By Bright Ogundare
SIR: For years, herdsmen have gradually transformed from nomads looking for green pastures for their cattle into a criminal conglomerate famed for kidnapping and banditry. Both the media and communities in the South have raised alarm over these happenings but the federal government has maintained a sort of complicit silence. This silence has emboldened these criminals to continue their activities with the host communities helpless in the face of the ravaging attacks.
Herdsmen have destroyed farmlands worth millions of naira. The farmlands that have been the cornerstone of the survival of many indigenous communities for generations have been systematically destroyed. With the failure of the government to deal with the crisis and tame the bandits, the people desperately needed a leader.
Nature as we know abhors no vacuum. The failure of leadership which has characterized the government response gave rise to a Sunday Igboho. With the people needing leadership desperately, any sort of leadership will surely fill the niche created by government failure. Sunday Igboho is an individual filling this niche. His methods may not be perfect but his populism is surely speaking into the minds of the people.
For those who have watched herdsmen commit acts of violence without being challenged, Sunday Igboho’s fire for fire approach is a sort of poetic justice. It seems a sort of social contract is gradually been struck: Sunday Igboho is given a sort of informal legitimacy by the people to carry out his actions.
While many have been quick to condemn Sunday Igboho and his methods, he’s just a symptom of the problem. You can continue to analyze the legality of his methods and behaviours, but it’s just like the high temperature associated with malaria. Dealing with Sunday Igboho is like taking a cold shower when you have malaria and your temperature is high. You might feel relief after but as far as the plasmodium causing malaria run freely in your system, the body temperature will rise again. Dealing with the crisis just like treating malaria must be systemic.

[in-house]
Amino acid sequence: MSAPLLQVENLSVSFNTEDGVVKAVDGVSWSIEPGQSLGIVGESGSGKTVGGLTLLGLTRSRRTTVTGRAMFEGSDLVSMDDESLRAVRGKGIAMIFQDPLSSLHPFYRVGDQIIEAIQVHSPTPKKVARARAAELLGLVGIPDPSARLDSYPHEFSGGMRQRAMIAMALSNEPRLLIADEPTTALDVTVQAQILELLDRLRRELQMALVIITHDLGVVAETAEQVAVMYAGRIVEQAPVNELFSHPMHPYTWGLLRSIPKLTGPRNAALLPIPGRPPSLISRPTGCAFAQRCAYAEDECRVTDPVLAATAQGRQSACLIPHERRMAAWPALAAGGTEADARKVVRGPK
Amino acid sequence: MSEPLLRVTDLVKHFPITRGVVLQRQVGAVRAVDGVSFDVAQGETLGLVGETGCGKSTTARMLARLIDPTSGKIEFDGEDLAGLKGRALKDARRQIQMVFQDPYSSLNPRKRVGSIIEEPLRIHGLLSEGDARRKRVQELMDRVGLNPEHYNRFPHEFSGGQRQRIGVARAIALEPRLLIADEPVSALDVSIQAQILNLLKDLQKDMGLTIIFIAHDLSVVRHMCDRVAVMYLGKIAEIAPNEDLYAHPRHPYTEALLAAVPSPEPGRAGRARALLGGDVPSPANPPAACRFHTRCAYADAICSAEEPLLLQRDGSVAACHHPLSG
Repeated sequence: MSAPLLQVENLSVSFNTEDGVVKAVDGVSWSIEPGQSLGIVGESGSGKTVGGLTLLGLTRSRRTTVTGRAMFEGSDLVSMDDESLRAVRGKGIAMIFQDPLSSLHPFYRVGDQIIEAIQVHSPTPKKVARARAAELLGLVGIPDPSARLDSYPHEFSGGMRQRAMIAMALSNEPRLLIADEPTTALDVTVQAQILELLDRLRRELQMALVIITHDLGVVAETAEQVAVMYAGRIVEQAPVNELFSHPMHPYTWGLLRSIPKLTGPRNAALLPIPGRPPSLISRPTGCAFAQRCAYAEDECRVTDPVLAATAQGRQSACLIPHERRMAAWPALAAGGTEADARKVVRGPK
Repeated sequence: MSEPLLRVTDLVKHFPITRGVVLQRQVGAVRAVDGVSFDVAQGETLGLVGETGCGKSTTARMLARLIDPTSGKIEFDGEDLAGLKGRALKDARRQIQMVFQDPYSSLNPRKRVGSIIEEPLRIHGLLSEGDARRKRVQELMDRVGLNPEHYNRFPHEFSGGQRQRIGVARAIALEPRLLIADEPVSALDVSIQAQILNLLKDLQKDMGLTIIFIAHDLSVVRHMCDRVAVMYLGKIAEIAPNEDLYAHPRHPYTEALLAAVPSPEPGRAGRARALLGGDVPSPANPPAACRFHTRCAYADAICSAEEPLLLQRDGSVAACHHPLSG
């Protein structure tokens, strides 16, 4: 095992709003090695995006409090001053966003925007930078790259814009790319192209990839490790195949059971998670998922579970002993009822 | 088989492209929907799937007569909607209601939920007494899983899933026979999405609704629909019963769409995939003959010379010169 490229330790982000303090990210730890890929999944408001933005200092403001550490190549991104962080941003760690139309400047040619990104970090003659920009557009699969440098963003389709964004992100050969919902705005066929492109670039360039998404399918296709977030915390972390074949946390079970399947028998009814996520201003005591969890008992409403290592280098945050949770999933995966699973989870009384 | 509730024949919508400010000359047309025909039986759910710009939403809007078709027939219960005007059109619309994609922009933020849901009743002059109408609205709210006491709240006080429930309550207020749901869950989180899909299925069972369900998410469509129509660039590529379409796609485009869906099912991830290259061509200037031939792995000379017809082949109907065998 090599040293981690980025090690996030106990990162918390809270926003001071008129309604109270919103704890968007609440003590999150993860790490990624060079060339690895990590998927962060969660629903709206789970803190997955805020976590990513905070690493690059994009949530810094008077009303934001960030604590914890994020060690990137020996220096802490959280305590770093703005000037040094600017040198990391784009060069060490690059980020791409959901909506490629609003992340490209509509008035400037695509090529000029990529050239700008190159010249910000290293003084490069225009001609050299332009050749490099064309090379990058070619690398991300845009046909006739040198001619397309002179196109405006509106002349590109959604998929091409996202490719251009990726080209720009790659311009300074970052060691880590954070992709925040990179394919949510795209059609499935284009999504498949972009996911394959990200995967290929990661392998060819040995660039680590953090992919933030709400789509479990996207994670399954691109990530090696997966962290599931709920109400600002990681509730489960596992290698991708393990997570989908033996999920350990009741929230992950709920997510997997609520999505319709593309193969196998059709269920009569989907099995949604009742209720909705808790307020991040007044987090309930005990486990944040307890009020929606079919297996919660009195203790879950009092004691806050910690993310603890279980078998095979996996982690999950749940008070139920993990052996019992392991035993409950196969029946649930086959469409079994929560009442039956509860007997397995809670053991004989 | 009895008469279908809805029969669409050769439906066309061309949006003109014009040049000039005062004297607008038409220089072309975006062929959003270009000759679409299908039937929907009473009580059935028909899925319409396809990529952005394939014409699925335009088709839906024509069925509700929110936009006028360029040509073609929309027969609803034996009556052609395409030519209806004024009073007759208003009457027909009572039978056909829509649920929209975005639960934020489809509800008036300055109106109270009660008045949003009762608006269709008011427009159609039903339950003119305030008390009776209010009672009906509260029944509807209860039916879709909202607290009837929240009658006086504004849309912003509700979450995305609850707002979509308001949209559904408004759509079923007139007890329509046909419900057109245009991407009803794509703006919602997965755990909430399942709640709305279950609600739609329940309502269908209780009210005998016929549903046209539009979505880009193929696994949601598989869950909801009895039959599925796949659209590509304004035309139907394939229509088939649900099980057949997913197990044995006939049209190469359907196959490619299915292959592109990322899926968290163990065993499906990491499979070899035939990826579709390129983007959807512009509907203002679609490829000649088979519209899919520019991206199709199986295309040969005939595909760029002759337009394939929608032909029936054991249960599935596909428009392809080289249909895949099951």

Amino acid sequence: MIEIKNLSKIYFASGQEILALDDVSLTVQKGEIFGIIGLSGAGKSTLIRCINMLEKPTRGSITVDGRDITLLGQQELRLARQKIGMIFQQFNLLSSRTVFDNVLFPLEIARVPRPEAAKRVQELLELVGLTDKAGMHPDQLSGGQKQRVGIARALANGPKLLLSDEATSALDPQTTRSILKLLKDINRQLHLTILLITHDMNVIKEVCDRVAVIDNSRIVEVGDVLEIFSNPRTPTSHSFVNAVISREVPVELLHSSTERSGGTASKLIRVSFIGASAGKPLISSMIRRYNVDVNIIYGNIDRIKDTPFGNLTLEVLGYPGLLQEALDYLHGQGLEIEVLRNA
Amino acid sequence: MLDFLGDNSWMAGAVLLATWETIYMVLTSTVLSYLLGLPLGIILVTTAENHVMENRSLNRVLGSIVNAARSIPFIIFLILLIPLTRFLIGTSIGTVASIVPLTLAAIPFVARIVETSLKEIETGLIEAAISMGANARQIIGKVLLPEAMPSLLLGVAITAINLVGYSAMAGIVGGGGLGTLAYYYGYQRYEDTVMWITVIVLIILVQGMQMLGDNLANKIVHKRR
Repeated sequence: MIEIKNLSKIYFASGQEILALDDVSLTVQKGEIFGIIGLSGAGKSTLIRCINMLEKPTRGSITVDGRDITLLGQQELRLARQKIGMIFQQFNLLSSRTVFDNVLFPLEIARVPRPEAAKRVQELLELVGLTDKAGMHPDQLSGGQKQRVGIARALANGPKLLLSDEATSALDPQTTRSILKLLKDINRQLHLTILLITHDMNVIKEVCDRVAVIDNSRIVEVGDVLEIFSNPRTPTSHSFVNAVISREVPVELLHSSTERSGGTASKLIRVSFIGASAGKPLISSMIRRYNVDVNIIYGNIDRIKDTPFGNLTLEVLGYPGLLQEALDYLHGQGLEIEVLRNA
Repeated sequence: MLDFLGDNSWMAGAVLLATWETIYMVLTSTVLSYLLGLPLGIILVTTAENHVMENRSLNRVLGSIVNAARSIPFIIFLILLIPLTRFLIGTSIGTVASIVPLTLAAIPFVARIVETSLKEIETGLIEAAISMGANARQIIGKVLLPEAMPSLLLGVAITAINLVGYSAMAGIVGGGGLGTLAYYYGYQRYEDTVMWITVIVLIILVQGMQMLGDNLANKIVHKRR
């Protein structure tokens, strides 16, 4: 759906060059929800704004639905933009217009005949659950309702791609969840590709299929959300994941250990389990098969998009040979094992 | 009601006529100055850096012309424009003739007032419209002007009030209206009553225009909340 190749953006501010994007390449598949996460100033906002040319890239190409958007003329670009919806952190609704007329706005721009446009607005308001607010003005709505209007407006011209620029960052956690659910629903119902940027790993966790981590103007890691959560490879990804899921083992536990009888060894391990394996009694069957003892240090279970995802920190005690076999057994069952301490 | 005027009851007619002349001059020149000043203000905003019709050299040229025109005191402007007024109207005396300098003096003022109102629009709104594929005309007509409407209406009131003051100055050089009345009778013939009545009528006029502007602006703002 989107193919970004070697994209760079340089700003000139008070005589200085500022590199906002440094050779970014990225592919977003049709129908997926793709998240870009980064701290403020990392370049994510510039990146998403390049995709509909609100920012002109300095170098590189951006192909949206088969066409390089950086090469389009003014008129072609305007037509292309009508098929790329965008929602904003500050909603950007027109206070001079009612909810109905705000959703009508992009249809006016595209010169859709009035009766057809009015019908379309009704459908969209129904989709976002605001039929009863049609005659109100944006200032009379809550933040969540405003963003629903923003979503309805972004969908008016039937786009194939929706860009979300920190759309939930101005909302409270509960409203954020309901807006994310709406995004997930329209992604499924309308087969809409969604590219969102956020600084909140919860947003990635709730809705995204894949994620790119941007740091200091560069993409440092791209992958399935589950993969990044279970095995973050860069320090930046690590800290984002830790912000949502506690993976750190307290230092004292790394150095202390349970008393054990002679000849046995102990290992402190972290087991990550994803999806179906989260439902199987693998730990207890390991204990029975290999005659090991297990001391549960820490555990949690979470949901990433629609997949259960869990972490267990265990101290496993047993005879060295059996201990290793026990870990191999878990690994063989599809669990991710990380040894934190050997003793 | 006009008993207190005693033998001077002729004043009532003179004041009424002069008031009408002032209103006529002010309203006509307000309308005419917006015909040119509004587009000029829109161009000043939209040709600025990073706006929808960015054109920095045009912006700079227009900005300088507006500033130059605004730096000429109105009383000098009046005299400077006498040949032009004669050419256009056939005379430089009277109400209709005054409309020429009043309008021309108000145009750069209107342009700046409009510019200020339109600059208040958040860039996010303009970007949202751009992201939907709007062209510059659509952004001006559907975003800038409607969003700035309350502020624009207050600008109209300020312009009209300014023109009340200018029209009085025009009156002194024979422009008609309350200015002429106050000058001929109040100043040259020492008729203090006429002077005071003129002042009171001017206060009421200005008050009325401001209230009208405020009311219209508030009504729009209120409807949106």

The federal government must show responsibility by condemning the criminal activities of the herdsmen. Those caught in criminal acts must be brought to justice and the government must genuinely take steps to resolve the crisis between farmers and herdsmen rather than their outright defence of herdsmen. An immediate ban must be placed on open grazing in forest reserves and farm settlements and herdsmen must be held liable for any havoc they wreak in host communities.
Finally, those cheering up Sunday Igboho should know that his model of solving the crisis can never be a solution; rather, it will be a source of more crisis in the long run. His action is going to degenerate into a full-blown land grabbing and rent-seeking enterprise in the long run.